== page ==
PORTLAND — City officials have a narrow view of the rights of speech, assembly and petition that is wrong and offensive, Occupy Maine says in a memo filed Tuesday in its lawsuit over protesters’ encampment in Lincoln Park.

“Where others see ordinary people breathing life into their democracy and bravely drawing attention to rampant economic injustice in our midst, the City of Portland sees a ‘junkyard’ and a bunch of freeloading winter campers,” John Branson, the lawyer for Occupy Maine, wrote in the memo.

Branson filed the document in reply to the city’s response to the group’s initial court complaint.

Occupy Maine and the city are scheduled to present their arguments before Justice Thomas Warren on Jan. 24.

The hearing will include testimony and other evidence.

Occupy Maine sued the city in Superior Court last month, arguing that rules about the use of city parks and the City Council’s denial of a permit for the encampment violated the protesters’ rights.

The city has issued a vacate order to Occupy Maine, but officials have promised to allow the protesters to stay in the park while the case makes its way through court.

The group argues that the nature of its protest relies on a sustained presence in a public space. That position is at odds with a city ordinance that bars people from public parks after 10 p.m.

The protesters argue that the ordinance is overly broad and gives the city manager too much discretion about when exceptions can be made.

Protesters have been staying overnight in Lincoln Park since October, though police say few, if any, have been there on some recent nights as temperatures have plunged.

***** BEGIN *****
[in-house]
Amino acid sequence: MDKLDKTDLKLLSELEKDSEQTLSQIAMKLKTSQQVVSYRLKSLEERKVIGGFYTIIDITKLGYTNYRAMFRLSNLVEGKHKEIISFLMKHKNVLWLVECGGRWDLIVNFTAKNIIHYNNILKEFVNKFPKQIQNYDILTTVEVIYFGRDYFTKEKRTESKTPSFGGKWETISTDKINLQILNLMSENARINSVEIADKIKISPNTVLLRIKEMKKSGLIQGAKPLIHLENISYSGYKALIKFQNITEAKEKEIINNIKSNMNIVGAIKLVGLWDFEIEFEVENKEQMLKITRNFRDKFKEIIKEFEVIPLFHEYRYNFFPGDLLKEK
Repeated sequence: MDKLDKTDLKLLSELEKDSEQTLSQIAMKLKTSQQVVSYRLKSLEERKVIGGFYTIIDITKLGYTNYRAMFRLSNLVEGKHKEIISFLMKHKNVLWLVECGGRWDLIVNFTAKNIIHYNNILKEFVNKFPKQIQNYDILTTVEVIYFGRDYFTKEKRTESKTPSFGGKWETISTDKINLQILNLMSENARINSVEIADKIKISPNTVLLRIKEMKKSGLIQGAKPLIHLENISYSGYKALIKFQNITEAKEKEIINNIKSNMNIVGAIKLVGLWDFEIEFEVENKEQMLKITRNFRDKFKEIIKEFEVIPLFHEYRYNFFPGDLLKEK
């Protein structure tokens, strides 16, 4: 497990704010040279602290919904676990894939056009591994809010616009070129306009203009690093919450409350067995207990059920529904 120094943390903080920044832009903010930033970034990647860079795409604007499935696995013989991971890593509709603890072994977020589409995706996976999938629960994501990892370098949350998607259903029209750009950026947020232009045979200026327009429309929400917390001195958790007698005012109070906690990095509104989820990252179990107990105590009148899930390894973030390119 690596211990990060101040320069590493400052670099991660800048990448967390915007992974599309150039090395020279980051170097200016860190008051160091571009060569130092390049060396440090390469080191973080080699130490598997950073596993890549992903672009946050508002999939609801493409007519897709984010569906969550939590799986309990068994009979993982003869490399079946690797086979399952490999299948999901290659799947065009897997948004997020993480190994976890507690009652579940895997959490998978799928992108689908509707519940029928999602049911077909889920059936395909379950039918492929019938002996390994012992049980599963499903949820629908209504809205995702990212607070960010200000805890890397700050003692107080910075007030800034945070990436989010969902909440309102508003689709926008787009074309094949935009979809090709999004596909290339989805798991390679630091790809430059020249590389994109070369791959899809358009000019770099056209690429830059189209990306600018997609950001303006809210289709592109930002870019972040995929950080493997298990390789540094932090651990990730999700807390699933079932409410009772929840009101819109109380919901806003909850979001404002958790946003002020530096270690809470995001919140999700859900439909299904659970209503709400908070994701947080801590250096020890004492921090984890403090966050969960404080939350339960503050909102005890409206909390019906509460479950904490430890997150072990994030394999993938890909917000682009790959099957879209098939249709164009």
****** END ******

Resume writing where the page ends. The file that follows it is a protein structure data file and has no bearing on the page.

In their lawsuit, the protesters say they were invited by the city to use the park as an alternative to their original base in Monument Square.

The city’s lawyers, however, say Lincoln Park was only a temporary solution while the sides researched their legal rights. The city argues that there have been problems in the encampment, including arrests and health and safety violations.

In his filing Tuesday, Branson criticized the city for relying on a police officer’s affidavit to determine that protesters are not engaged in constitutionally protected forms of speech. Officer Nicholas Goodman noted that he had never seen Occupy Maine members marching, demonstrating or distributing pamphlets.

“Apparently blind and deaf to the events that have engulfed the nation since the fall of 2008 — and the nationwide protest movement that started on Wall Street in September of 2011 — the City contends that Occupy Maine and its members have been engaged in no activity other than camping, sleeping and eating since October 3, 2011,” Branson wrote.

He described regular general assembly meetings, working groups and other activities that promote civic discussion.

Nicole Clegg, the city’s spokeswoman, said the city is still reviewing Occupy Maine’s memo. She reiterated the city’s commitment to allowing protesters to stay in the park.

“If they decided to pursue this through the courts, we would allow that to play out,” she said.

Staff Writer Dennis Hoey contributed to this report.

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